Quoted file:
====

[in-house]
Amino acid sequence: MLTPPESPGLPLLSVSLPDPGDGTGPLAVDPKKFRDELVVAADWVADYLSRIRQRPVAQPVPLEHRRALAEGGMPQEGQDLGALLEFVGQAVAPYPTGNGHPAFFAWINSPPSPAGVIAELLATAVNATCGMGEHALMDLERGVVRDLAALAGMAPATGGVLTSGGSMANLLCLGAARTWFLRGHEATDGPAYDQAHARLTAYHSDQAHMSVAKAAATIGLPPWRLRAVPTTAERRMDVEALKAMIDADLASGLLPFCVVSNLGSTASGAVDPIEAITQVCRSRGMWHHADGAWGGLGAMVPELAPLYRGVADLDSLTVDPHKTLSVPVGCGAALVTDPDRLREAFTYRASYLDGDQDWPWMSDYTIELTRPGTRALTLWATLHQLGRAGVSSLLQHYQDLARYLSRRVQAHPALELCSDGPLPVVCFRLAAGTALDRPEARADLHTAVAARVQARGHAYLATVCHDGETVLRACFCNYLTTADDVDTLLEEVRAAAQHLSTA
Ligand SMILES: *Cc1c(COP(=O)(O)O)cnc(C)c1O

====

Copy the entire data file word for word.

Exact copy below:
[in-house]
Amino acid sequence: MLTPPESPGLPLLSVSLPDPGDGTGPLAVDPKKFRDELVVAADWVADYLSRIRQRPVAQPVPLEHRRALAEGGMPQEGQDLGALLEFVGQAVAPYPTGNGHPAFFAWINSPPSPAGVIAELLATAVNATCGMGEHALMDLERGVVRDLAALAGMAPATGGVLTSGGSMANLLCLGAARTWFLRGHEATDGPAYDQAHARLTAYHSDQAHMSVAKAAATIGLPPWRLRAVPTTAERRMDVEALKAMIDADLASGLLPFCVVSNLGSTASGAVDPIEAITQVCRSRGMWHHADGAWGGLGAMVPELAPLYRGVADLDSLTVDPHKTLSVPVGCGAALVTDPDRLREAFTYRASYLDGDQDWPWMSDYTIELTRPGTRALTLWATLHQLGRAGVSSLLQHYQDLARYLSRRVQAHPALELCSDGPLPVVCFRLAAGTALDRPEARADLHTAVAARVQARGHAYLATVCHDGETVLRACFCNYLTTADDVDTLLEEVRAAAQHLSTA
Ligand SMILES: *Cc1c(COP(=O)(O)O)cnc(C)c1O